In this episode of the Smart City Podcast, I had a really great conversation with Dean Madison, the founder and CEO of T. D. Madison and Associates. Dean has a background in broadband and we first start talking bout IOT and the next generation of services, and how we need to start applying 21st century solutions to our current day problems. Dean is passionate about empowering cities to manage their own complex services and resources, and we also talk about the idea of buying back time and setting up the right foundational infrastructure for a Smart City.

Dean shares some of the things he’s currently working on, which includes setting up this foundational infrastructure and he also talks about setting up a Smart City Ecosystem of open data to allow integration. We talk about some of the emerging trends, particularly the economic and environmental impacts of not implementing Smart city practices and finish talking about using technology instead of trying to build our way out of congestion. As always, I hope you enjoy listening to this episode as much as I enjoyed making it.

Listen Here:

What we cover in this episode:

  • Dean’s background in the broadband industry and how that sparked his interest in the Smart City space
  • The challenges cities face today and how IOT can be an opportunity to solve these challenges
  • What a Smart City is to Dean and why he believes it’s so important
  • Some of the The need for the infrastructure tp support the futuristic solutions. The X Future network.
  • The two foundations of a Smart city: bandwidth/capacity and the elimination of latency
  • How the US is embracing this Smart City concept
  • Projects Dean is working on at the moment and looking at where the industry is going to go over the next 3 – 8 years
  • Thinking globally and how we can integrate across disciplines using open data, machine learning and AI to use the open data in real time
  • Buying back time, space and money for the benefit of our economy and our environment
  • Why we need to think differently about using technology so we stop building our way out of problems like congestion


If we stop and think about where we’re going to be over the next 3 – 8 years and we look at the number of IOT devices that are going to be in the marketplace, it’s just astronomical. But the reality is the IOT devices are really dependent on a very strong broadband network.

Most of us think of IOT of more of the residence — Smart lights and doorbells and things of that nature — but there is such a broad concept behind the idea of IOT. As you start to think about Cities and how they can benefit from this next generation of services, to me that is very exciting.

To me, a Smart City goes back to the citizens, and how do we, as local municipalities, provide a better quality of life for the citizens?… Their ability to get around, to have access to information, to provide parking and the most important, to maximise resources.

In the US we’ve had some economic downturns…and it really has stretched the resources for states as well as cities, and I would assume this is the same case all over the world. [A Smart City] is really about managing resources and at the same time really enhancing the quality of life.

To have access to technology that says ‘theres a parking space open 100 feet on the right hand side’ would just be incredible. To me that’s what I think is the real definition as we go forward: creating more time for the citizens and to allow those individual to live a better life.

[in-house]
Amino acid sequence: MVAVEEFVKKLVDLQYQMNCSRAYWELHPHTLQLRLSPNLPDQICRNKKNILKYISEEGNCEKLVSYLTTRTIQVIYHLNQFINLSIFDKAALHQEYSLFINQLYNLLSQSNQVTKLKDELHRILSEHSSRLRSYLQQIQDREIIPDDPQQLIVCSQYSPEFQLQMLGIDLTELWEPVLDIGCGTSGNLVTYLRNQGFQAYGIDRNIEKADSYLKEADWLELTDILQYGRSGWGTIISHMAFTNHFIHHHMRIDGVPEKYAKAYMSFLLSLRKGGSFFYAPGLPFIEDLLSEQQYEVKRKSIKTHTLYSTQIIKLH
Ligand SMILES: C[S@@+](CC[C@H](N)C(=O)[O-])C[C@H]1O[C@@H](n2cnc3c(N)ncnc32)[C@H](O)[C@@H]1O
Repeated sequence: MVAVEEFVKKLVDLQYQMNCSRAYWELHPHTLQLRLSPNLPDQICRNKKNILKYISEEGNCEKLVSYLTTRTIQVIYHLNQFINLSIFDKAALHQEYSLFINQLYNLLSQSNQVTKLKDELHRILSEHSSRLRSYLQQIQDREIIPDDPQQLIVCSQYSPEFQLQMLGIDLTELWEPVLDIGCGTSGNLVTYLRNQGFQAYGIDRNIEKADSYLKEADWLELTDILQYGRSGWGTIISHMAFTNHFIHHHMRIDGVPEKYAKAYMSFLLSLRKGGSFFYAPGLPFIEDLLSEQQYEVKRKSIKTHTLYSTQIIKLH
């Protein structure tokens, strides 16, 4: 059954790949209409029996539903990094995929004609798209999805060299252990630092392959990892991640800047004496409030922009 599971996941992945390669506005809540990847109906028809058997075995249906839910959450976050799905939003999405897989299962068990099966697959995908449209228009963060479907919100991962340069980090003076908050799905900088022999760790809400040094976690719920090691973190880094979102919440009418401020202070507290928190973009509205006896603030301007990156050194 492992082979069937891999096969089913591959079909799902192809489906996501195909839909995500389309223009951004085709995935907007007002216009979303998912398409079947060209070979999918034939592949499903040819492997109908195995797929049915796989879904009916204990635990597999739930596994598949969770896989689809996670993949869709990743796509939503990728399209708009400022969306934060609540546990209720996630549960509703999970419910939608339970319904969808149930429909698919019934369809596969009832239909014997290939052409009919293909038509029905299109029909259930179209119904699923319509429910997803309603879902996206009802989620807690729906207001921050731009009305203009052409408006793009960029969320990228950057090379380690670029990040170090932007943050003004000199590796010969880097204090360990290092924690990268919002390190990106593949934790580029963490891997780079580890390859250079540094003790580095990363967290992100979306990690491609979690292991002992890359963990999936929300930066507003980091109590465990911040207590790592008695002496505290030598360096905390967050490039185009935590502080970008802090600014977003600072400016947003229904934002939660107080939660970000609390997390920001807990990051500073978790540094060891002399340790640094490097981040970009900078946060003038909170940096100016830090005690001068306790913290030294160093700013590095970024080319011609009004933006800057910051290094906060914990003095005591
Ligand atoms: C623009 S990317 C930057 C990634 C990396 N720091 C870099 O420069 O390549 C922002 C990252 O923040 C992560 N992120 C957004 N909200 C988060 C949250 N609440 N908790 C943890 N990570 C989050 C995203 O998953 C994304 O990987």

One of the real challenges is when you’re not dealing in a green field opportunity and you have existing networks in place, whether they’re wireless or wire lined.

A new discussion around whether the internet should be  a utility and owned as a non-profit like water or gas or electrical, or should it still be a private endeavour funded by individuals. That’s still a large debate.

Progressive leaders are looking at [the Smart solutions that are available these days] and asking how do we do better?…We can only go back to the citizens so much for additional revenue, taxations etc…cities have to become more efficient.

Technology is just technology, it’s the people who bring it together.

Open data is going to be one of the biggest challenges and maybe one of the largest impediments going forward…there needs to be the capability to access [and analyse] the data, because the data is really where the answers are.

We all get fascinating about the glitzy technology and what it’s capable of…what I don’t think people are talking about is the economic impacts going forward.

Yes, it is about the technology. Yes, we’re very passionate about that, we’re very passionate about the people, but when you really get down to it, it’s about creating a better environment for all of us.

We can’t just keep building from 4 lanes, to 6 lanes to 8 lanes, it doesn’t make any sense. We’ve got to figure out a better way to manage traffic flow.


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The Smart City Podcast is produced by Ellen Ronalds Keene.

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My Smart Community offers consulting and media services with a focus on making our communities more accessible, liveable and sustainable for all. We have a focus on Smart Mobility, Smart project management, Smart technology in regional communities, dealing with disruption and facilitating genuine collaboration. As well as podcast production, communication and media advisory and engagement, keynote speaking, moderating, master of ceremonies and workshop design and facilitation.

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